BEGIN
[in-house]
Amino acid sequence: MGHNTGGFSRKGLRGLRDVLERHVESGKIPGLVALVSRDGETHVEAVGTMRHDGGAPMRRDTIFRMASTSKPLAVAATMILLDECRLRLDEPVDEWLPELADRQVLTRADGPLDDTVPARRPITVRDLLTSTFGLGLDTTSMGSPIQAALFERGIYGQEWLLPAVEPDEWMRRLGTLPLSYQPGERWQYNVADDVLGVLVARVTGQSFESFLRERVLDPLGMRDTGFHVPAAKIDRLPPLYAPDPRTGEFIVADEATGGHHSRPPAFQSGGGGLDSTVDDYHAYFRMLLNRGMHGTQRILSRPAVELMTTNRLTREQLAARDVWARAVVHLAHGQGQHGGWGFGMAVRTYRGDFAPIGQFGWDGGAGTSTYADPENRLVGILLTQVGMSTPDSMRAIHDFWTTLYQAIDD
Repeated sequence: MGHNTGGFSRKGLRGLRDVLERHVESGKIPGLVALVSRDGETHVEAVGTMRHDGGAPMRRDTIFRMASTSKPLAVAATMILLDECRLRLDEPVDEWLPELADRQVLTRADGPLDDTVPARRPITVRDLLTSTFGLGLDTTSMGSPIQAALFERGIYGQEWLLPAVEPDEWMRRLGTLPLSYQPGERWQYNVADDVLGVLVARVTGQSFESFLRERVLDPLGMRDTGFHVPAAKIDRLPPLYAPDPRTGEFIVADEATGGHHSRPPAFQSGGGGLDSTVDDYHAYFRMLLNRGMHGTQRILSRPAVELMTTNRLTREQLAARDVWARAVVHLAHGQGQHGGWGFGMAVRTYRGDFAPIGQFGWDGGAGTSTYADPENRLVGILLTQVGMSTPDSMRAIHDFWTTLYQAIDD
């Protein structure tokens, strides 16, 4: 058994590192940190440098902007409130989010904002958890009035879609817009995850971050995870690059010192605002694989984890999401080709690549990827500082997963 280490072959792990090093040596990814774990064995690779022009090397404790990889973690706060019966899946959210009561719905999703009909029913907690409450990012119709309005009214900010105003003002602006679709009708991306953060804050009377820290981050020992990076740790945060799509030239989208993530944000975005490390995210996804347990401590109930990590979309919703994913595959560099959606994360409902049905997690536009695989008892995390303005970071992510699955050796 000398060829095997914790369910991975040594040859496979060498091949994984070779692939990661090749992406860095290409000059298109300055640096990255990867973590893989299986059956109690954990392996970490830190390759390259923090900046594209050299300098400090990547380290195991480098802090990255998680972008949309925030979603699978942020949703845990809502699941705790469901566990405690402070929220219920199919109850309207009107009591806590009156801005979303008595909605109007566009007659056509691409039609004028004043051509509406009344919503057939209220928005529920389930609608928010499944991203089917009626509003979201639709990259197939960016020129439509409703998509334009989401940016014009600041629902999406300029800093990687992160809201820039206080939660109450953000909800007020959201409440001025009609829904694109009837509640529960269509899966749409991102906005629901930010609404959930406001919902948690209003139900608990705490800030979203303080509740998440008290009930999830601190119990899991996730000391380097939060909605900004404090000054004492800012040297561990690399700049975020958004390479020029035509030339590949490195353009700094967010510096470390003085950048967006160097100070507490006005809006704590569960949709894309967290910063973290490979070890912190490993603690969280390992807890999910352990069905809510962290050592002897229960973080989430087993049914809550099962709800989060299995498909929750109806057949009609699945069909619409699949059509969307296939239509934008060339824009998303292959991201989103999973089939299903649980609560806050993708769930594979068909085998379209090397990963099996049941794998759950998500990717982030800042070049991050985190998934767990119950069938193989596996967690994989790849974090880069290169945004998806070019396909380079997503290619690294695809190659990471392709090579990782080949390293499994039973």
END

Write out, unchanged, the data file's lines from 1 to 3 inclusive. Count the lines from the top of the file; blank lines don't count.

[in-house]
Amino acid sequence: MGHNTGGFSRKGLRGLRDVLERHVESGKIPGLVALVSRDGETHVEAVGTMRHDGGAPMRRDTIFRMASTSKPLAVAATMILLDECRLRLDEPVDEWLPELADRQVLTRADGPLDDTVPARRPITVRDLLTSTFGLGLDTTSMGSPIQAALFERGIYGQEWLLPAVEPDEWMRRLGTLPLSYQPGERWQYNVADDVLGVLVARVTGQSFESFLRERVLDPLGMRDTGFHVPAAKIDRLPPLYAPDPRTGEFIVADEATGGHHSRPPAFQSGGGGLDSTVDDYHAYFRMLLNRGMHGTQRILSRPAVELMTTNRLTREQLAARDVWARAVVHLAHGQGQHGGWGFGMAVRTYRGDFAPIGQFGWDGGAGTSTYADPENRLVGILLTQVGMSTPDSMRAIHDFWTTLYQAIDD
Repeated sequence: MGHNTGGFSRKGLRGLRDVLERHVESGKIPGLVALVSRDGETHVEAVGTMRHDGGAPMRRDTIFRMASTSKPLAVAATMILLDECRLRLDEPVDEWLPELADRQVLTRADGPLDDTVPARRPITVRDLLTSTFGLGLDTTSMGSPIQAALFERGIYGQEWLLPAVEPDEWMRRLGTLPLSYQPGERWQYNVADDVLGVLVARVTGQSFESFLRERVLDPLGMRDTGFHVPAAKIDRLPPLYAPDPRTGEFIVADEATGGHHSRPPAFQSGGGGLDSTVDDYHAYFRMLLNRGMHGTQRILSRPAVELMTTNRLTREQLAARDVWARAVVHLAHGQGQHGGWGFGMAVRTYRGDFAPIGQFGWDGGAGTSTYADPENRLVGILLTQVGMSTPDSMRAIHDFWTTLYQAIDD